Porsche didn’t totally individual designs radically different from each other, but created the best looking and fitting layout for their vehicles and adapted each vehicle individually to that layout.
The dashboard is high and everything is nice and ergonomically fit. The riding positions is really good and can be really adjusted to the drivers liking and everything is built brilliantly. Every touch is either leather or soft touching materials fit and finished to a very high standard indeed.
The car had the Porsche Dynamic Light System (PDLS) which has automatic Bi-Xenon lights. To the right of it was something I had wondered quite abit about. In essence the car has Porsche Entry & Drive option which essentially means the actual keyfob can be left in one’s pocket or bag. The car can be locked and unlocked by touching the handle to enter the car (unlocks upon touching) and locking by pressing the little button on the handle. Starting the car is often handled by a starter button as is very common on most cars today, but in the 911 it isn’t a button, but a plastic fob that you’d have to turn, like a key. Just under that is where Porsche hide their E-Brake, nevermind, “P” should do.
Moving along, the steering wheel is a beautiful design that I have become fairly familiar with especially since it has been implemented in a few models. It has controls on the left and right for the volume, telephone, driver information system and a driver selected shortcut button. The steering wheel does have Porsche’s implementation of shifters, where on either side, the driver can pull to downshift and push to upshift. As with before, I am not a fan of this design (found on quite a handful of cars these days) and I always prefer traditional paddles, although this setup is very neat for one handed gear changes. Above the steering’s center, is the PDK wording and on the left of it is the Sports and Sports Plus illuminated plates and on the right is the launch control illuminated plate that lights up when activated.
The steering wheel is nice and grippy while being wrapped in nice soft leather. The horn feels very air boosted and it only works either on or off, so those light little “thank you” horns don’t work.
The 911 comes with all the gauges Porsche can deliver, counting 5 on this model. Starting from the left are the temperature gauges, speedometer with an odometer and a mind bogging 330 KMPH top speed, the rev counter with gear selection indicator and digital speedomter, driver information screen (more on that in a bit) and finally another temperature and fuel gauge.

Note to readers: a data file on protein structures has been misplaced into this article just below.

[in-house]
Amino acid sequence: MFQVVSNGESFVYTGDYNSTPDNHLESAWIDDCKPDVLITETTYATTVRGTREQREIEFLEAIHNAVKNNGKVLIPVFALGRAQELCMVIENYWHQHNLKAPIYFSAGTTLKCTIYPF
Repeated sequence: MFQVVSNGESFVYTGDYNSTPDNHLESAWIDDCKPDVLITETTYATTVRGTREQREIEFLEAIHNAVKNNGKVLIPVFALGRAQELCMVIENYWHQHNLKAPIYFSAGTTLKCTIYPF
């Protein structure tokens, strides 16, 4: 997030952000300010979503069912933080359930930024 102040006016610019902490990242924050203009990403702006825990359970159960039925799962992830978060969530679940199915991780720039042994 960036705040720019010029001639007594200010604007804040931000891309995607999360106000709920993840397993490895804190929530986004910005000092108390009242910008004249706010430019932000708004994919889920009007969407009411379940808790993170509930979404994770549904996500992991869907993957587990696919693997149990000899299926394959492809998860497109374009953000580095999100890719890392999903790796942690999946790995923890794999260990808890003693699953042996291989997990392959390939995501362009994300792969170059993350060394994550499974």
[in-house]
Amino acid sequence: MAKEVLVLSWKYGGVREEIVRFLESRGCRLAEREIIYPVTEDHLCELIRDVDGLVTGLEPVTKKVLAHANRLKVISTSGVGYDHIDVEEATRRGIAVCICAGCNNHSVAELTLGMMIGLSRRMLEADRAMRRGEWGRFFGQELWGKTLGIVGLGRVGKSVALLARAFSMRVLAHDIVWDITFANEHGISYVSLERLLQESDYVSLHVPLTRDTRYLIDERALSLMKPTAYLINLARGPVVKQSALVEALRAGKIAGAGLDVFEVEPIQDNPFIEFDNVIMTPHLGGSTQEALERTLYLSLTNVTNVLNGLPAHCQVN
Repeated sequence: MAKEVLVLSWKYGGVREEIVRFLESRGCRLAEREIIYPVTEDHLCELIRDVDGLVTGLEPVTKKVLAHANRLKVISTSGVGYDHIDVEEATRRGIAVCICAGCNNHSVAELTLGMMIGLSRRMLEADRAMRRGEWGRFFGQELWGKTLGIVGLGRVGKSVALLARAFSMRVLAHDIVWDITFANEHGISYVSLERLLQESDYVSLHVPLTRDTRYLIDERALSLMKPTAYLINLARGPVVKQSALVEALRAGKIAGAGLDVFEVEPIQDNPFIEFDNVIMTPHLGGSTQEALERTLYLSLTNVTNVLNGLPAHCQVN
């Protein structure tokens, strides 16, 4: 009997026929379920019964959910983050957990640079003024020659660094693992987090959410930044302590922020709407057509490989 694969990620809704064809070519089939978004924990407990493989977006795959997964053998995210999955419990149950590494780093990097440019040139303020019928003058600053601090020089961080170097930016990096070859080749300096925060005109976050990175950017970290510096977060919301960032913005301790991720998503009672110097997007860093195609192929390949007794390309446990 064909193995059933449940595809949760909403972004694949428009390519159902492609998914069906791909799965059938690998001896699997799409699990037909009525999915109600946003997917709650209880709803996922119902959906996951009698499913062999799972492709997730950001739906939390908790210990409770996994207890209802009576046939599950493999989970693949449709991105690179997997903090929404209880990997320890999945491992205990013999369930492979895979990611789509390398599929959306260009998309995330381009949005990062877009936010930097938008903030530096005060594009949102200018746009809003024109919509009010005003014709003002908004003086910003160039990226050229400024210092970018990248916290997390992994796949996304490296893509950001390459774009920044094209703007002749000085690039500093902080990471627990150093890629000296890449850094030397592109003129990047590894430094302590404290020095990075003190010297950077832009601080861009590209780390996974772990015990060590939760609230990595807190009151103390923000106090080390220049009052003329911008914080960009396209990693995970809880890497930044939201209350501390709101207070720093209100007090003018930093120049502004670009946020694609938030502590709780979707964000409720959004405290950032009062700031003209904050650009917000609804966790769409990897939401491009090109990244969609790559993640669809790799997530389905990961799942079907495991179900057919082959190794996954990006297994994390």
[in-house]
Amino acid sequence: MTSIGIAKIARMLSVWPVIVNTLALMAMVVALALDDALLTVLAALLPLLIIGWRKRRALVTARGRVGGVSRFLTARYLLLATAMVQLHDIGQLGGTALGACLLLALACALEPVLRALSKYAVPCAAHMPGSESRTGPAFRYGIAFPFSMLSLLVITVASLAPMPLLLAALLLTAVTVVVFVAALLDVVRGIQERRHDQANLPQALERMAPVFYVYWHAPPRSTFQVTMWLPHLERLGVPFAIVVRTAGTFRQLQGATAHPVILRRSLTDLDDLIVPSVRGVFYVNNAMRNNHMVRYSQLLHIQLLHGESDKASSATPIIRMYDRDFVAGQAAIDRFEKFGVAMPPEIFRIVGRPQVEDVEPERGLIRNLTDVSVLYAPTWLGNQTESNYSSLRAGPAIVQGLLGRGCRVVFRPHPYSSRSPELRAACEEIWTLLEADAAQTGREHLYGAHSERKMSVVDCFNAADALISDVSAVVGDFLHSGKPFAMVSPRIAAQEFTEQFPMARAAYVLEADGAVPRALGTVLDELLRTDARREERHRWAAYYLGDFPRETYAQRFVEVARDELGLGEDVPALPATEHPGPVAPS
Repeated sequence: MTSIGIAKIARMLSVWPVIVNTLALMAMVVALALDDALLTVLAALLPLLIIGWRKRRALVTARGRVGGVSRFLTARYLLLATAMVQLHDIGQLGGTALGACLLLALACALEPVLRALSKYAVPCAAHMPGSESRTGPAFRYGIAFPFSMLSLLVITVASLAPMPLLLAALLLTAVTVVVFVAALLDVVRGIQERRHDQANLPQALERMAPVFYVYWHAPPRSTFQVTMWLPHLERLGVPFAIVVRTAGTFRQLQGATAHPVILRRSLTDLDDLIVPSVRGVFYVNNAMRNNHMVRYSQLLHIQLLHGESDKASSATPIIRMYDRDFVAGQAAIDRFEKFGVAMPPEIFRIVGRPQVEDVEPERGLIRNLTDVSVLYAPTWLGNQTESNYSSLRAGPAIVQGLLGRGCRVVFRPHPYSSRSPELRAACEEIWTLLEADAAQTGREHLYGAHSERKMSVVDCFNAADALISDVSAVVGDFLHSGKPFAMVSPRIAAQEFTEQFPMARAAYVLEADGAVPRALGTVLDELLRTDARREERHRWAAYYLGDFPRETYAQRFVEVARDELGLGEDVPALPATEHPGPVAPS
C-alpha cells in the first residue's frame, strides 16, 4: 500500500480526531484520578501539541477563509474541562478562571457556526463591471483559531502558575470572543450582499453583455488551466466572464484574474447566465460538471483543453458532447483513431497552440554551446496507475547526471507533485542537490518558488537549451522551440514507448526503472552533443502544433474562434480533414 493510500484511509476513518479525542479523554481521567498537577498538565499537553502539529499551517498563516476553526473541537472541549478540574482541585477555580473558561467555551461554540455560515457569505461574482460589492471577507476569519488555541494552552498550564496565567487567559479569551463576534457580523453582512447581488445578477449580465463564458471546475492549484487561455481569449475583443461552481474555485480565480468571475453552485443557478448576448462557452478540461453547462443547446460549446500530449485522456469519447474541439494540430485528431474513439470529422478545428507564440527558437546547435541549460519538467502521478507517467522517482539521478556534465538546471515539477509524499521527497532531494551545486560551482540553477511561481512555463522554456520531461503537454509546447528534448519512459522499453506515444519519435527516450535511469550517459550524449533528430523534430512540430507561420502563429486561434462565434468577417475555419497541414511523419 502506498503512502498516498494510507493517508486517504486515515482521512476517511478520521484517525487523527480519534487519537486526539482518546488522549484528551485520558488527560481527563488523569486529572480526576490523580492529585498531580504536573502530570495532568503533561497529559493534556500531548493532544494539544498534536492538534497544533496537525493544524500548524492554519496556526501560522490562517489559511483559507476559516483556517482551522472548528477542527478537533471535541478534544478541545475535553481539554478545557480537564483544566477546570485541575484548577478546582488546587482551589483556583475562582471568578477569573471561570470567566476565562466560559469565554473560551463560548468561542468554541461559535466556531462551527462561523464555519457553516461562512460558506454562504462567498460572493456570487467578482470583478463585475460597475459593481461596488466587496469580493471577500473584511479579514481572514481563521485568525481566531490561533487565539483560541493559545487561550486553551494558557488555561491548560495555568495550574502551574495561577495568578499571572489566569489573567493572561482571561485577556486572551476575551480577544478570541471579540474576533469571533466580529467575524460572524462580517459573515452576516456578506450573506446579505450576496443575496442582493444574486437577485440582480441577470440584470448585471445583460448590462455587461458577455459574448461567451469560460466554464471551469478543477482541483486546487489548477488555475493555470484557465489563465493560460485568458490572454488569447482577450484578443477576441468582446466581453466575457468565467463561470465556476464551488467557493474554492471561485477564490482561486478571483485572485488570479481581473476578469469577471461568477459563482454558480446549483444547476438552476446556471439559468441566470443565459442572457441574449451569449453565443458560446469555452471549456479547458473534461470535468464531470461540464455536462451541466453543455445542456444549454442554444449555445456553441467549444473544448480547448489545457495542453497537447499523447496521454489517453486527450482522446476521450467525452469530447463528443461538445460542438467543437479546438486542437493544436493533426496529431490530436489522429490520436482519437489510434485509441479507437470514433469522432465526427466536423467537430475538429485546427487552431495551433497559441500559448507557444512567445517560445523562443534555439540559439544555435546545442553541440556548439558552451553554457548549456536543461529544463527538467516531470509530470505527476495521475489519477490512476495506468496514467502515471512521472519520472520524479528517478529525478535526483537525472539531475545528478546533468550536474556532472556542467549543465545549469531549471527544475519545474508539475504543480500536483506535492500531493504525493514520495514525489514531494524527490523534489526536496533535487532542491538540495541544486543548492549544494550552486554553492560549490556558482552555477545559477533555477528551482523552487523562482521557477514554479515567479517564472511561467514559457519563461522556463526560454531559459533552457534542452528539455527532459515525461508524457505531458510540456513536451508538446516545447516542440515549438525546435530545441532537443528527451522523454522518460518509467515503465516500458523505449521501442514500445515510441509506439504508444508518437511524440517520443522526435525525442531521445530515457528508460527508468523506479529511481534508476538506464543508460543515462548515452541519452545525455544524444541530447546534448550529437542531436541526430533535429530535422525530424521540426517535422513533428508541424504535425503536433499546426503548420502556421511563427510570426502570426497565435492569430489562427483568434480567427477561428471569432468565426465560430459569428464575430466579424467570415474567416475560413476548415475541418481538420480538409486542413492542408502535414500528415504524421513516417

These are once of the clearest and nicest set of gauges i’ve seen in a while and they light up so well. If I have any concern, it would be that I think the steering wheel might be a tad too big at times, perhaps if they had reduced it by a cm in diameter, still, I cannot complain!
Porsche Communication Management (PCM) is what Porsche call’s their info-tainment system on a 7 inch touch screen. All the control buttons for the system are under the screen along with an in dash DVD slot.
Below that one will find the two zone air conditioning unit. A special thing I realized is that the air conditioning in this 911 seems to be rather powerful, and with the ability to drop the top, having it on and being powerful can make a lovely sunny day just a little bit more fun.
The model I tested did not have air conditioned seats, but if it did, it would have been perfect. Sun? What sun.
The PDK gear leaver sits nicely in the middle in all its metallic glory. Finally, below that comes the controls for the car’s driving. There are three rows, and the first on the left has toggles for Sport Mode, Sport Plus Mode, and Traction Control. The second and center row has three buttons; one to lower the roof, one to raise the roof and one to erect the wind deflector. The same button can put it back down. One will need to press and hold the button till the operation is complete or it will stop mid way and the button operation will reverse. So if you’re half way up with the deflector and you left go, pressing the button will put it back down. The last row of buttons handle the Rear Wing and turning off the Start/Stop function.